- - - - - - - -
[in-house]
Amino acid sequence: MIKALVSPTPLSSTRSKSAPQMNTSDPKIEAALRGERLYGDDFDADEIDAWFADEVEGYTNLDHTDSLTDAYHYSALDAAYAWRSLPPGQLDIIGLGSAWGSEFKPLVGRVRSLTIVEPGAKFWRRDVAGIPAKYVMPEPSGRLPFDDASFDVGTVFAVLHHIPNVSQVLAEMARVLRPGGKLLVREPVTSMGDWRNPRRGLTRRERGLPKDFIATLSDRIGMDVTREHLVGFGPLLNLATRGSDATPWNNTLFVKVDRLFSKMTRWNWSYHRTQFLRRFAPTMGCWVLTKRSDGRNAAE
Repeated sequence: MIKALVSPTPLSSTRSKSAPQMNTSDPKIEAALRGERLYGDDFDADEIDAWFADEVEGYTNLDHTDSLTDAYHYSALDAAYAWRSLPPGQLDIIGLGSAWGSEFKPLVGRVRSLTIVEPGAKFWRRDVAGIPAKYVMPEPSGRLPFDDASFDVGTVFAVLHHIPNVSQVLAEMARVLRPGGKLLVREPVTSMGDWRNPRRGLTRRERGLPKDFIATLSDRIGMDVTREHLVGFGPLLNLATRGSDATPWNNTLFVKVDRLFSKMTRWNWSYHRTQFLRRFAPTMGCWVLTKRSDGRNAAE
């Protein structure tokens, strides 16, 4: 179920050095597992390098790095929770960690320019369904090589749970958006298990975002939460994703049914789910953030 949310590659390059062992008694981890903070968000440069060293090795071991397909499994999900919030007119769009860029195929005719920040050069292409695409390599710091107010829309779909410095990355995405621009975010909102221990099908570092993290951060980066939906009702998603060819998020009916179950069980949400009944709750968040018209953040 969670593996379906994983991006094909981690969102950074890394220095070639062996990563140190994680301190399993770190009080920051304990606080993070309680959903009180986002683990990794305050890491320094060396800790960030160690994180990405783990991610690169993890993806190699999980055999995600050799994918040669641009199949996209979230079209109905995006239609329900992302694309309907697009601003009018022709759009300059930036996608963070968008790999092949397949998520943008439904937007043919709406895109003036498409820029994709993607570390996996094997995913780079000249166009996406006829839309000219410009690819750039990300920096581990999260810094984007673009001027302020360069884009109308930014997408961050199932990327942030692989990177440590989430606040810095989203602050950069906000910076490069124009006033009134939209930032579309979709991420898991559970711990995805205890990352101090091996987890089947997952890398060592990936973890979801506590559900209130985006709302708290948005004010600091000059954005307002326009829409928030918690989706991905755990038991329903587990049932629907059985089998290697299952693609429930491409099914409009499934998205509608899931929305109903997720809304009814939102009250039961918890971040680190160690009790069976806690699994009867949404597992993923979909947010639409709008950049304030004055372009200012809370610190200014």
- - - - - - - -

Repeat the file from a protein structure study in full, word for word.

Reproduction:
[in-house]
Amino acid sequence: MIKALVSPTPLSSTRSKSAPQMNTSDPKIEAALRGERLYGDDFDADEIDAWFADEVEGYTNLDHTDSLTDAYHYSALDAAYAWRSLPPGQLDIIGLGSAWGSEFKPLVGRVRSLTIVEPGAKFWRRDVAGIPAKYVMPEPSGRLPFDDASFDVGTVFAVLHHIPNVSQVLAEMARVLRPGGKLLVREPVTSMGDWRNPRRGLTRRERGLPKDFIATLSDRIGMDVTREHLVGFGPLLNLATRGSDATPWNNTLFVKVDRLFSKMTRWNWSYHRTQFLRRFAPTMGCWVLTKRSDGRNAAE
Repeated sequence: MIKALVSPTPLSSTRSKSAPQMNTSDPKIEAALRGERLYGDDFDADEIDAWFADEVEGYTNLDHTDSLTDAYHYSALDAAYAWRSLPPGQLDIIGLGSAWGSEFKPLVGRVRSLTIVEPGAKFWRRDVAGIPAKYVMPEPSGRLPFDDASFDVGTVFAVLHHIPNVSQVLAEMARVLRPGGKLLVREPVTSMGDWRNPRRGLTRRERGLPKDFIATLSDRIGMDVTREHLVGFGPLLNLATRGSDATPWNNTLFVKVDRLFSKMTRWNWSYHRTQFLRRFAPTMGCWVLTKRSDGRNAAE
């Protein structure tokens, strides 16, 4: 179920050095597992390098790095929770960690320019369904090589749970958006298990975002939460994703049914789910953030 949310590659390059062992008694981890903070968000440069060293090795071991397909499994999900919030007119769009860029195929005719920040050069292409695409390599710091107010829309779909410095990355995405621009975010909102221990099908570092993290951060980066939906009702998603060819998020009916179950069980949400009944709750968040018209953040 969670593996379906994983991006094909981690969102950074890394220095070639062996990563140190994680301190399993770190009080920051304990606080993070309680959903009180986002683990990794305050890491320094060396800790960030160690994180990405783990991610690169993890993806190699999980055999995600050799994918040669641009199949996209979230079209109905995006239609329900992302694309309907697009601003009018022709759009300059930036996608963070968008790999092949397949998520943008439904937007043919709406895109003036498409820029994709993607570390996996094997995913780079000249166009996406006829839309000219410009690819750039990300920096581990999260810094984007673009001027302020360069884009109308930014997408961050199932990327942030692989990177440590989430606040810095989203602050950069906000910076490069124009006033009134939209930032579309979709991420898991559970711990995805205890990352101090091996987890089947997952890398060592990936973890979801506590559900209130985006709302708290948005004010600091000059954005307002326009829409928030918690989706991905755990038991329903587990049932629907059985089998290697299952693609429930491409099914409009499934998205509608899931929305109903997720809304009814939102009250039961918890971040680190160690009790069976806690699994009867949404597992993923979909947010639409709008950049304030004055372009200012809370610190200014």